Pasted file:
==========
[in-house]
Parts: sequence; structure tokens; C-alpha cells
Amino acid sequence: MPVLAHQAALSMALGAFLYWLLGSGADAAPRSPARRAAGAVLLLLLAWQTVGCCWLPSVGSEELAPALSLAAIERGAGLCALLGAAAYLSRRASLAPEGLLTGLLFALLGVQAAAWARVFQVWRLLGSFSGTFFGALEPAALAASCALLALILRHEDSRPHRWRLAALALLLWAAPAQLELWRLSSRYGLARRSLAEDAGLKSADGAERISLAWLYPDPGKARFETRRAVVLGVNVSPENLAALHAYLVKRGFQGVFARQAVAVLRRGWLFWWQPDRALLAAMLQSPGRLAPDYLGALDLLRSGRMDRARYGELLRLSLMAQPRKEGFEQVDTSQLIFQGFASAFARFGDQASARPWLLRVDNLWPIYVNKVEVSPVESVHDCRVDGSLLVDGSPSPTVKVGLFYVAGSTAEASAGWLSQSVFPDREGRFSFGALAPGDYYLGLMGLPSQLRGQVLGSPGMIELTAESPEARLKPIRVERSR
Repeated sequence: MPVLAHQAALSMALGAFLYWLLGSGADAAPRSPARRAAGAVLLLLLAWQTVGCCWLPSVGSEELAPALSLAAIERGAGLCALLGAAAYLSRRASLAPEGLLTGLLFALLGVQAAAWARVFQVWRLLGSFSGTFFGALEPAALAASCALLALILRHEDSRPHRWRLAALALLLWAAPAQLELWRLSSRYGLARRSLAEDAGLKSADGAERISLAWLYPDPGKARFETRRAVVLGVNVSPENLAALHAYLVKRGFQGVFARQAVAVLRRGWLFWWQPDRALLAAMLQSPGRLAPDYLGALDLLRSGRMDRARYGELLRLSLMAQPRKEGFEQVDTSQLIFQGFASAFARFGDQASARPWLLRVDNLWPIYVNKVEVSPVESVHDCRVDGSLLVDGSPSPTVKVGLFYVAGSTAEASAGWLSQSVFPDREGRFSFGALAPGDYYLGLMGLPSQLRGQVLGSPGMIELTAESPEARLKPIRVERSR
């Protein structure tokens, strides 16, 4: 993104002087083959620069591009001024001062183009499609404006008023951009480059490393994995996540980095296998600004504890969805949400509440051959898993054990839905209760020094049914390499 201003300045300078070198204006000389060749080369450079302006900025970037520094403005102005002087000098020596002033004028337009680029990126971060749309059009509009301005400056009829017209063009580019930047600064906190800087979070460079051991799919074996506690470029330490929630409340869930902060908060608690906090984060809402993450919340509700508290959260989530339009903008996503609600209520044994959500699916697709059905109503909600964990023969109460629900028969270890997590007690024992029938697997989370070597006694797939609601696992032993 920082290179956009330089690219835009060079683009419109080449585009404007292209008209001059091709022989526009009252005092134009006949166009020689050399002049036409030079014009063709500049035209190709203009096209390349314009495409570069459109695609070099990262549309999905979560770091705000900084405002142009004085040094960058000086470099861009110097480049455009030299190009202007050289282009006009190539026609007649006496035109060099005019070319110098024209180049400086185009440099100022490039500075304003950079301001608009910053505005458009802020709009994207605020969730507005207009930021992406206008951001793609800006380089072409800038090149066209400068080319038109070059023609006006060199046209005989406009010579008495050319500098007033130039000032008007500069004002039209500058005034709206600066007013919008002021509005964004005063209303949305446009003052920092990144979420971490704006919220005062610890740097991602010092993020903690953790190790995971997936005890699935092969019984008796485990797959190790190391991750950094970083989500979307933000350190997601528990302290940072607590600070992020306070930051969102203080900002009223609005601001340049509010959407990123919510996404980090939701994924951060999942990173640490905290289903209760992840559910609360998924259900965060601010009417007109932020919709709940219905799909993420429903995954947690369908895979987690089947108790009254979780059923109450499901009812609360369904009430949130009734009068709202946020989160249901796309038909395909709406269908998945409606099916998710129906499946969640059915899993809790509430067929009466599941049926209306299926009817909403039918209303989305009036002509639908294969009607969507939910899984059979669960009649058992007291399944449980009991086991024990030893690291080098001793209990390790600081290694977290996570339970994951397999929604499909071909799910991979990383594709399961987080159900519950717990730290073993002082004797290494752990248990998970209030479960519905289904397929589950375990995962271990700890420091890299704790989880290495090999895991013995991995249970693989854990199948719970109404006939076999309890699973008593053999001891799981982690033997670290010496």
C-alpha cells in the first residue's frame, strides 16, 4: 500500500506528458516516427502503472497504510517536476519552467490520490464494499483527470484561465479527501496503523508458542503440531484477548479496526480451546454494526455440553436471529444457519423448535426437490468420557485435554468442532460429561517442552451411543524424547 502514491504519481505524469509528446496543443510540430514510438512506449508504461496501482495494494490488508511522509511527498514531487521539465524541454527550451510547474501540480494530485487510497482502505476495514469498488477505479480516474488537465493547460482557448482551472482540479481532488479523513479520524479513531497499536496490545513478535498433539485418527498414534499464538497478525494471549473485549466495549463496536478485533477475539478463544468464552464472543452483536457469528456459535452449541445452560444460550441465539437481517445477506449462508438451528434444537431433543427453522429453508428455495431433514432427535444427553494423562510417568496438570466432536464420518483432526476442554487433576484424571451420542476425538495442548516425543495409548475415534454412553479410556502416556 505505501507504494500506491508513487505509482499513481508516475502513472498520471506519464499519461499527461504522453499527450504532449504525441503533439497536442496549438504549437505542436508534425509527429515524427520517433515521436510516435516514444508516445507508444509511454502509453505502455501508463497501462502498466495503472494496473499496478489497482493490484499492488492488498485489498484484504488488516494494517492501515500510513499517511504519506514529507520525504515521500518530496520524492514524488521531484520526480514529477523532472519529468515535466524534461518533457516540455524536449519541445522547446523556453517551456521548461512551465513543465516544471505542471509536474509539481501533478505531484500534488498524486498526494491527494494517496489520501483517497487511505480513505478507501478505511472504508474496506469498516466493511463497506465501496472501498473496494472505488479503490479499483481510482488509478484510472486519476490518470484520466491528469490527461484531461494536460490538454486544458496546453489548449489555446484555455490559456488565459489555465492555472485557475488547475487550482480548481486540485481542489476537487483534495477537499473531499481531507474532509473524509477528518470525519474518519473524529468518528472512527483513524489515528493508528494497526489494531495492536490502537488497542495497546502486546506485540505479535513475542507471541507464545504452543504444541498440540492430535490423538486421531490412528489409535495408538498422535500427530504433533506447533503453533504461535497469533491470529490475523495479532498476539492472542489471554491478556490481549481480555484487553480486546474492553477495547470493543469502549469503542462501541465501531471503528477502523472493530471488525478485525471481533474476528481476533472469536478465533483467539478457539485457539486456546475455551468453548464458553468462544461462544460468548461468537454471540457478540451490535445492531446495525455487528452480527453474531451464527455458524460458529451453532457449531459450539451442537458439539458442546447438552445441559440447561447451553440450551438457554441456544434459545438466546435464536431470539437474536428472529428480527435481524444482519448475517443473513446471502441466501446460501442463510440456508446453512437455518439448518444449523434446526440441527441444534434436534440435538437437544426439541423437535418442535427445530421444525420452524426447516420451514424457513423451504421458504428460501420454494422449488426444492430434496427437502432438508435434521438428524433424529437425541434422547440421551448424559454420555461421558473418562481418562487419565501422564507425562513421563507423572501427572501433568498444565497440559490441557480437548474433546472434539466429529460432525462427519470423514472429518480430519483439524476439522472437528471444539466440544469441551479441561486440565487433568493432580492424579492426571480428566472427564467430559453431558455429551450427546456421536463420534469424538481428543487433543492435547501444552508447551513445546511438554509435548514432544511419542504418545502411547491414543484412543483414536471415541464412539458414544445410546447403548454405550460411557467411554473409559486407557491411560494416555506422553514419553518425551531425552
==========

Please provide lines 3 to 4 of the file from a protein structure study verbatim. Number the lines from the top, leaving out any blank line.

Amino acid sequence: MPVLAHQAALSMALGAFLYWLLGSGADAAPRSPARRAAGAVLLLLLAWQTVGCCWLPSVGSEELAPALSLAAIERGAGLCALLGAAAYLSRRASLAPEGLLTGLLFALLGVQAAAWARVFQVWRLLGSFSGTFFGALEPAALAASCALLALILRHEDSRPHRWRLAALALLLWAAPAQLELWRLSSRYGLARRSLAEDAGLKSADGAERISLAWLYPDPGKARFETRRAVVLGVNVSPENLAALHAYLVKRGFQGVFARQAVAVLRRGWLFWWQPDRALLAAMLQSPGRLAPDYLGALDLLRSGRMDRARYGELLRLSLMAQPRKEGFEQVDTSQLIFQGFASAFARFGDQASARPWLLRVDNLWPIYVNKVEVSPVESVHDCRVDGSLLVDGSPSPTVKVGLFYVAGSTAEASAGWLSQSVFPDREGRFSFGALAPGDYYLGLMGLPSQLRGQVLGSPGMIELTAESPEARLKPIRVERSR
Repeated sequence: MPVLAHQAALSMALGAFLYWLLGSGADAAPRSPARRAAGAVLLLLLAWQTVGCCWLPSVGSEELAPALSLAAIERGAGLCALLGAAAYLSRRASLAPEGLLTGLLFALLGVQAAAWARVFQVWRLLGSFSGTFFGALEPAALAASCALLALILRHEDSRPHRWRLAALALLLWAAPAQLELWRLSSRYGLARRSLAEDAGLKSADGAERISLAWLYPDPGKARFETRRAVVLGVNVSPENLAALHAYLVKRGFQGVFARQAVAVLRRGWLFWWQPDRALLAAMLQSPGRLAPDYLGALDLLRSGRMDRARYGELLRLSLMAQPRKEGFEQVDTSQLIFQGFASAFARFGDQASARPWLLRVDNLWPIYVNKVEVSPVESVHDCRVDGSLLVDGSPSPTVKVGLFYVAGSTAEASAGWLSQSVFPDREGRFSFGALAPGDYYLGLMGLPSQLRGQVLGSPGMIELTAESPEARLKPIRVERSR